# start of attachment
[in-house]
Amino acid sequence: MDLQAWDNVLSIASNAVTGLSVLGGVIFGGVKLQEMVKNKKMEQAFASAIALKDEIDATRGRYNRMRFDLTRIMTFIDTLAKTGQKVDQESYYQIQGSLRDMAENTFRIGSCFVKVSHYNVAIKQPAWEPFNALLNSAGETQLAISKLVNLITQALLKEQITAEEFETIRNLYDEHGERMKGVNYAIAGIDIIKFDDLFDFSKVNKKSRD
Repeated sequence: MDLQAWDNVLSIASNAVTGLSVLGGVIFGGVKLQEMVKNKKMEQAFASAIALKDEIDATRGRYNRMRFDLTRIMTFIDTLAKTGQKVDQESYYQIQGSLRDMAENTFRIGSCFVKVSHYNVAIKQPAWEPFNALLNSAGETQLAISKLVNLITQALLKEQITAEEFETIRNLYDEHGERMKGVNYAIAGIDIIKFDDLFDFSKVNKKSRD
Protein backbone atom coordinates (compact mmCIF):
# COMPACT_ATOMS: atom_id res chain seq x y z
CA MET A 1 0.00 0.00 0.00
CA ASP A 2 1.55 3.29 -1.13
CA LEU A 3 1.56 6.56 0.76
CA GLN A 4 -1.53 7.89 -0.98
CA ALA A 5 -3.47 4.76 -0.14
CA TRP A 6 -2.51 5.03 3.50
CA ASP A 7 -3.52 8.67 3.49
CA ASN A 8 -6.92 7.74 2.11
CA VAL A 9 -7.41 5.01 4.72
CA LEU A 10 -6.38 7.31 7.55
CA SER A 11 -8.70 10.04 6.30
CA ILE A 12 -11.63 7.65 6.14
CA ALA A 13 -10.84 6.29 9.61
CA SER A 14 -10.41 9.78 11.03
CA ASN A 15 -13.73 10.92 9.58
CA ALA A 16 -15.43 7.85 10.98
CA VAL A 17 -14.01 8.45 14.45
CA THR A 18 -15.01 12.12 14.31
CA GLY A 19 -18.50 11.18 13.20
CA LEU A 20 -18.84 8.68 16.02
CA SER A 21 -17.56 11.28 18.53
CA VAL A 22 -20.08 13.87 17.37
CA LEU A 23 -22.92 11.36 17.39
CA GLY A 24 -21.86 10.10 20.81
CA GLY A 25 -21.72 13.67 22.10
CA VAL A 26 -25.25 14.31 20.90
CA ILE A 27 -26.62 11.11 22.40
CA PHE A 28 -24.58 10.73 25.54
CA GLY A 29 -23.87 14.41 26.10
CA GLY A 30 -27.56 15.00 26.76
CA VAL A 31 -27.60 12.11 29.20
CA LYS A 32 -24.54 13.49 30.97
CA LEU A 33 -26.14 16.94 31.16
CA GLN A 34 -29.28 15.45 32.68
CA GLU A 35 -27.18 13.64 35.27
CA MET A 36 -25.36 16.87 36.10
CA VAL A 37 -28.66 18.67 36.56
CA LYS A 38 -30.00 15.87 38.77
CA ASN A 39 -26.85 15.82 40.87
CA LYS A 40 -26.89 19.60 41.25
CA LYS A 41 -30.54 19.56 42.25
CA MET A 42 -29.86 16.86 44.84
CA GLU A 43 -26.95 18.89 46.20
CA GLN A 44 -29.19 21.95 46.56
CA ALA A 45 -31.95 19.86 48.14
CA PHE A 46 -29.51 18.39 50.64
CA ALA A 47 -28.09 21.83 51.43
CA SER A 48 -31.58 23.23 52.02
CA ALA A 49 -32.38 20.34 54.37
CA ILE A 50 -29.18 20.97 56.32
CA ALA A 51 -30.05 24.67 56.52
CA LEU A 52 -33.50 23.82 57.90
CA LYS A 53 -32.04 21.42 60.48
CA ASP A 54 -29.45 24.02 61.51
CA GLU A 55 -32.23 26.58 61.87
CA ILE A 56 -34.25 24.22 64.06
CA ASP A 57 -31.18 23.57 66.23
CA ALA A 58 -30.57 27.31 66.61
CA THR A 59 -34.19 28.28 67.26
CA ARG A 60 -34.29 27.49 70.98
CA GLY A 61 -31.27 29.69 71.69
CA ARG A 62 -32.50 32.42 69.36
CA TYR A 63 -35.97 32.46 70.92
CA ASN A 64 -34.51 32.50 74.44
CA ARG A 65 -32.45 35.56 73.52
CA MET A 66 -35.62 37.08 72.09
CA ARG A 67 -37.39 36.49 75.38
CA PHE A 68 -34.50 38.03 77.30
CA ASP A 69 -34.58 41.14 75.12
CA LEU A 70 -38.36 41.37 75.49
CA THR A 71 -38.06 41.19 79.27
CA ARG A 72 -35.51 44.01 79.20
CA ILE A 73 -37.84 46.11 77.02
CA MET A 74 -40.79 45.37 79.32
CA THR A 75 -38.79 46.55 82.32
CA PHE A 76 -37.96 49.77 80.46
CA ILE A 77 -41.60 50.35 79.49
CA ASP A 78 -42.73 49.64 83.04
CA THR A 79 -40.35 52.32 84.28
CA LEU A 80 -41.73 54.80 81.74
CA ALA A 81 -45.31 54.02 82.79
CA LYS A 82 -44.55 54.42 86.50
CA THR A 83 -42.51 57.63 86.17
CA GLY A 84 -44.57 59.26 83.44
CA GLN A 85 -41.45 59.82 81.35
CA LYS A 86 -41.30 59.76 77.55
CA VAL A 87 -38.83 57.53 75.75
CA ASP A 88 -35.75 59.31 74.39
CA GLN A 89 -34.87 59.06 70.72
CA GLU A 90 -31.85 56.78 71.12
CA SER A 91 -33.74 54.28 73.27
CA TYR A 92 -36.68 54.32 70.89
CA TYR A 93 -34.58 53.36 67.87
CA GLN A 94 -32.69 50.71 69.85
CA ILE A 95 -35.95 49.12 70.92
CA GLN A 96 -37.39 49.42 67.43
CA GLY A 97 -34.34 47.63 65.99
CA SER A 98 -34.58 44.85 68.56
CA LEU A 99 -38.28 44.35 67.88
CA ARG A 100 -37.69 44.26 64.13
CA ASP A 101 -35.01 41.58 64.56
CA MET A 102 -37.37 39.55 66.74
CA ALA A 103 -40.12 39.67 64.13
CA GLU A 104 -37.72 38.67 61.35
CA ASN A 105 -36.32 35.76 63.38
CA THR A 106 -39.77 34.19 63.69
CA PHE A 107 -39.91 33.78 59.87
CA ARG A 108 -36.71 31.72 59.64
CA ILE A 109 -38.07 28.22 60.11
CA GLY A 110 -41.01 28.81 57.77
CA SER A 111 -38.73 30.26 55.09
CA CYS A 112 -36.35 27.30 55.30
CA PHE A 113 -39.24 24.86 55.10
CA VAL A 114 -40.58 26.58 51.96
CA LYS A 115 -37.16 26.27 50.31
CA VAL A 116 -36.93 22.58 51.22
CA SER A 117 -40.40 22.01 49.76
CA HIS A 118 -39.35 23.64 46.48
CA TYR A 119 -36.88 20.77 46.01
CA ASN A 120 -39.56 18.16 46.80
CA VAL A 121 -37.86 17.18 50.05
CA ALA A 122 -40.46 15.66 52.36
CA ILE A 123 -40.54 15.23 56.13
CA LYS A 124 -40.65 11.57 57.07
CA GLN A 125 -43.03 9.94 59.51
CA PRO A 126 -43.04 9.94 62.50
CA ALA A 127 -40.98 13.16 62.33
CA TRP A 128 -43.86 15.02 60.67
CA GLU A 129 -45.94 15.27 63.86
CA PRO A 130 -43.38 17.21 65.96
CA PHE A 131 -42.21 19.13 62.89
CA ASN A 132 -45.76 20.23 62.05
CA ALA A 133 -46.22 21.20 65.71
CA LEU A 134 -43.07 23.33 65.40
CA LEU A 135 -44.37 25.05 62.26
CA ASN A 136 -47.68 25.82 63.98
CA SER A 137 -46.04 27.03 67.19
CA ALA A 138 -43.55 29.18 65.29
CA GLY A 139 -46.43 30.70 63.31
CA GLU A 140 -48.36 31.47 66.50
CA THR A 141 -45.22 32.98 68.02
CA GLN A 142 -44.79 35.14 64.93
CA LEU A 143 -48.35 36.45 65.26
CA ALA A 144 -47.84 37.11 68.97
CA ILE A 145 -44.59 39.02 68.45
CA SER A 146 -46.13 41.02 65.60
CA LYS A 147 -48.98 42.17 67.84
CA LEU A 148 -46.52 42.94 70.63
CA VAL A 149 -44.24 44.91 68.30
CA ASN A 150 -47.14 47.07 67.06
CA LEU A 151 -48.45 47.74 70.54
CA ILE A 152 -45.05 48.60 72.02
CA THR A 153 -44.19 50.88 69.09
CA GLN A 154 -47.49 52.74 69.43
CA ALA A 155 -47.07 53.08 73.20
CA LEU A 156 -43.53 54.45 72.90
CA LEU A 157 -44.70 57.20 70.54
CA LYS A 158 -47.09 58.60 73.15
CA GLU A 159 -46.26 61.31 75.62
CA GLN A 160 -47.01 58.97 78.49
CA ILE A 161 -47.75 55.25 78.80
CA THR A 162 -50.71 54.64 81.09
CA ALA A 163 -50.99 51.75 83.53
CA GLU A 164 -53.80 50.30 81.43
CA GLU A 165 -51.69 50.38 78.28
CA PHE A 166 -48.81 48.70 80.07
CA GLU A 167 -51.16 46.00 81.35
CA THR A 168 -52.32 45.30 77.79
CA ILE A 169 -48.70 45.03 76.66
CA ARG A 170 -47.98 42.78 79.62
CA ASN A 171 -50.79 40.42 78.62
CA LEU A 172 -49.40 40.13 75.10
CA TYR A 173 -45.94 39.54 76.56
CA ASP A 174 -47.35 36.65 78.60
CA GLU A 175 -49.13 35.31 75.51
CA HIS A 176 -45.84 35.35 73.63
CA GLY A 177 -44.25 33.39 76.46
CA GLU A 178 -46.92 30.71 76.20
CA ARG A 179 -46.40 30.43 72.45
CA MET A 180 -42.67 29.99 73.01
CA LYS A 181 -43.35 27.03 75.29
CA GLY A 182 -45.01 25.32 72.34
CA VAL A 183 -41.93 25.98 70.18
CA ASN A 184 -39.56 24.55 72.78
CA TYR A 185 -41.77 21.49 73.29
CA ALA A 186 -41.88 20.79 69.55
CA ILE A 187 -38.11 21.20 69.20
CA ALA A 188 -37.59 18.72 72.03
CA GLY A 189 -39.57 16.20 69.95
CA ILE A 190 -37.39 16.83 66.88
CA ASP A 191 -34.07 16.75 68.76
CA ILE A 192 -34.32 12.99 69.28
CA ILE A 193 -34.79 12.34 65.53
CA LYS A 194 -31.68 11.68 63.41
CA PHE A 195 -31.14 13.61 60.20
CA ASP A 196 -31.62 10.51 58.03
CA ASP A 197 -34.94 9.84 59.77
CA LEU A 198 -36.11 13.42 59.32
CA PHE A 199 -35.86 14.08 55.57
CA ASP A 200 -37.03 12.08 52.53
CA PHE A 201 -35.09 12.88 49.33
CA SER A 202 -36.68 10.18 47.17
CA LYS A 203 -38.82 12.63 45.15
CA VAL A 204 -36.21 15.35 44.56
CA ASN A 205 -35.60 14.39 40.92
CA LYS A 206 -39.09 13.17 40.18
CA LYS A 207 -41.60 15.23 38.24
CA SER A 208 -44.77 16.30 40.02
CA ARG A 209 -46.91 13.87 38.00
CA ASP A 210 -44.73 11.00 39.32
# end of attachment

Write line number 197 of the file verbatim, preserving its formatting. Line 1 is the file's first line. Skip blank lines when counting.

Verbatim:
CA ILE A 192 -34.32 12.99 69.28